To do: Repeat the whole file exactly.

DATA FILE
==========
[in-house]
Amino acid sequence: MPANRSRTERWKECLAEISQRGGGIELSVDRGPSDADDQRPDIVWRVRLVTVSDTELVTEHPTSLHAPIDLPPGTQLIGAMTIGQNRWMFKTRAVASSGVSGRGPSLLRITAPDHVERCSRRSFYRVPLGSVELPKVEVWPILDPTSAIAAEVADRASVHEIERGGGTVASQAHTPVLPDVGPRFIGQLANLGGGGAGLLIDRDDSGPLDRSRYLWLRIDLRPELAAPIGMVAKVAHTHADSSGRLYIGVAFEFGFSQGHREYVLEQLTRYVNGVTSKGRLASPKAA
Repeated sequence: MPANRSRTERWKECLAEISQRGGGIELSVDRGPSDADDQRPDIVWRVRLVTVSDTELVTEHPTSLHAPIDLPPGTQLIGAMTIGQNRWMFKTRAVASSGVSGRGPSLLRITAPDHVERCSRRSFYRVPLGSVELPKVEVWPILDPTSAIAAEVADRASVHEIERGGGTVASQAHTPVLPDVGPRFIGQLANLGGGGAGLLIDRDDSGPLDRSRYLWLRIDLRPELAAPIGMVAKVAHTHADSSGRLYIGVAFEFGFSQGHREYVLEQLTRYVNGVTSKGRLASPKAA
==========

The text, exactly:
[in-house]
Amino acid sequence: MPANRSRTERWKECLAEISQRGGGIELSVDRGPSDADDQRPDIVWRVRLVTVSDTELVTEHPTSLHAPIDLPPGTQLIGAMTIGQNRWMFKTRAVASSGVSGRGPSLLRITAPDHVERCSRRSFYRVPLGSVELPKVEVWPILDPTSAIAAEVADRASVHEIERGGGTVASQAHTPVLPDVGPRFIGQLANLGGGGAGLLIDRDDSGPLDRSRYLWLRIDLRPELAAPIGMVAKVAHTHADSSGRLYIGVAFEFGFSQGHREYVLEQLTRYVNGVTSKGRLASPKAA
Repeated sequence: MPANRSRTERWKECLAEISQRGGGIELSVDRGPSDADDQRPDIVWRVRLVTVSDTELVTEHPTSLHAPIDLPPGTQLIGAMTIGQNRWMFKTRAVASSGVSGRGPSLLRITAPDHVERCSRRSFYRVPLGSVELPKVEVWPILDPTSAIAAEVADRASVHEIERGGGTVASQAHTPVLPDVGPRFIGQLANLGGGGAGLLIDRDDSGPLDRSRYLWLRIDLRPELAAPIGMVAKVAHTHADSSGRLYIGVAFEFGFSQGHREYVLEQLTRYVNGVTSKGRLASPKAA